01 Jun 3 Powerful Reframes
I want to share with you three of my favorite techniques that I’ve taught my clients for turning a negative experience into a positive.
Just recently, my organisation ran a significant Resilience Program. We’ve taken over 350 leaders through this program. So I wanted to share with you some teaching highlights.
Resilience is about understanding how you can bounce back from a challenging situation. What tends to happen in the workplace is, the challenging situation is mostly imagined in our heads. In other words, we need to learn how to master our thinking. It’s kinda like learning mind kung fu. For example, has your boss ever come up to you and said, “Hey, we need to have a chat.” All of a sudden, you might find yourself thinking: Oh my gosh, what’s this about? Am I going to get fired? Much of the time we go down a negative route and stress ourselves out.
Here are three techniques that will enable you to turn a negative situation into a positive:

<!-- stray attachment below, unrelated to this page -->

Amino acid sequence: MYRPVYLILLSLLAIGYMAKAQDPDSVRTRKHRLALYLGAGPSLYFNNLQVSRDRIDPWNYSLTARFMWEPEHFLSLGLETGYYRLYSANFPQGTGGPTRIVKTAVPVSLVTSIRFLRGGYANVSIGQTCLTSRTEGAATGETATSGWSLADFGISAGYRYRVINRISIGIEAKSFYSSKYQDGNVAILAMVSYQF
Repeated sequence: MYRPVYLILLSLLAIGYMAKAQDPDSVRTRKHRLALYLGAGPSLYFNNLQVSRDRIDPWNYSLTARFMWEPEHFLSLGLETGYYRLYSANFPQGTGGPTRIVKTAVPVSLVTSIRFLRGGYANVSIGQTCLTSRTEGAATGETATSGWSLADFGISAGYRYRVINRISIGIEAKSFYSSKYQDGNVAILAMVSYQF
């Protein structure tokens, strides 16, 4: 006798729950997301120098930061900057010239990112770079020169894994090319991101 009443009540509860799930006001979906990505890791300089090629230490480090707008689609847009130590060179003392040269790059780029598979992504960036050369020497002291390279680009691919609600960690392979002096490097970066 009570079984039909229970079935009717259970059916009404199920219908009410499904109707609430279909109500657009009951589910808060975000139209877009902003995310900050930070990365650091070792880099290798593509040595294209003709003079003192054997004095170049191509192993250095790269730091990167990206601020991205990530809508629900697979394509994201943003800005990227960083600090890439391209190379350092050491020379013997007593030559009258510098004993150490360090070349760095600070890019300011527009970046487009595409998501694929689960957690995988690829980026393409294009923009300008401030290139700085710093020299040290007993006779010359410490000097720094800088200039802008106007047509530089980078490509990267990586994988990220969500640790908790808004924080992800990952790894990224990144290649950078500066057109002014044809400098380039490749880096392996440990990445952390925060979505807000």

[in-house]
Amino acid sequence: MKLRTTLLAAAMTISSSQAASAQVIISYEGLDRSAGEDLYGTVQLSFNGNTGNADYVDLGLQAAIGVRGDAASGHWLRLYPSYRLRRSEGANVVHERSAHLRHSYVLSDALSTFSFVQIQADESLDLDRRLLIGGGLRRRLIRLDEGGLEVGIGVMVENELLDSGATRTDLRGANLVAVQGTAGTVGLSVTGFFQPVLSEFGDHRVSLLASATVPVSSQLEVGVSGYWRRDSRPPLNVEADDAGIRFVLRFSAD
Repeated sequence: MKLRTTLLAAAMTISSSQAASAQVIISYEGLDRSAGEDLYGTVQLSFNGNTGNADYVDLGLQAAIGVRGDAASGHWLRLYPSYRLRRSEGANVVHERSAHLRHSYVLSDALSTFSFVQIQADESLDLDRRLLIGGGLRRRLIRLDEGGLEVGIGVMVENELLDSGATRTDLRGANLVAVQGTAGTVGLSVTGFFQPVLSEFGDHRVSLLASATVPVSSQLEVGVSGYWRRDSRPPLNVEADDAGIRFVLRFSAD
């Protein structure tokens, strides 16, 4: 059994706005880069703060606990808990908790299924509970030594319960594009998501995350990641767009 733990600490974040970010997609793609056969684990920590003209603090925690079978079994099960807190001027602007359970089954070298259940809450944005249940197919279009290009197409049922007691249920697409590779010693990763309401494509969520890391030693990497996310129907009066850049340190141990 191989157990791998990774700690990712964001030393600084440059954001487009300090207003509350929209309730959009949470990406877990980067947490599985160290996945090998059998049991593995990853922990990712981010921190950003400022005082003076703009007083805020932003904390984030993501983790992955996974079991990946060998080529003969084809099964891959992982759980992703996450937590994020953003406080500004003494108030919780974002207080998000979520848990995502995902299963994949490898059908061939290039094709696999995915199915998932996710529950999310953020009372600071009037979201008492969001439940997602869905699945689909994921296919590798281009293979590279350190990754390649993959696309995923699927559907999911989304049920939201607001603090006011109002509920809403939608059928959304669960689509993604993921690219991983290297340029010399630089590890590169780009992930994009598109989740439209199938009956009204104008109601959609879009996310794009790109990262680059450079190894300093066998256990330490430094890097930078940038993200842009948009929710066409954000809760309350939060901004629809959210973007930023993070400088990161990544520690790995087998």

1. The Flip — It seems simple but it’s very powerful. Whenever you enter a situation which you create a negative meaning about it’s usually because we are asking questions like What if I get fired? What if I get made redundant? What if something bad happens? The Flip is, simply asking yourself the opposite question. You say, “What if it doesn’t happen? What if it’s a totally different thing?” You just flip the ‘What if’ question. The Flip enables your brain to change meaning. It’s really powerful.
2. Appreciate — When you’re in a space of fear or worry, think about something you’re appreciative for. It might be the fact that you’re alive today, or that you’ve got a great relationship, or you’ve got a job, a roof over your head or you’ve got your family in your life. This works well because your brain cannot process fear and appreciation at the same time. When you’re in fear and you think about something you’re appreciative for, the brain switches functions.
3. Ask a good quality question — For example, rather than asking “Why does this always happen to me” or “Why is this so painful for me” — ask a question like “What’s great about this?” This can be challenging, but asking yourself a good quality question can make a huge difference. I love this last one: “What’s the good in the bad?”
These are the three techniques that will help you turn the negative into the positive.
What has been most helpful from our blog today? I’d love to hear it in the comments below.
I’ll speak to you soon.
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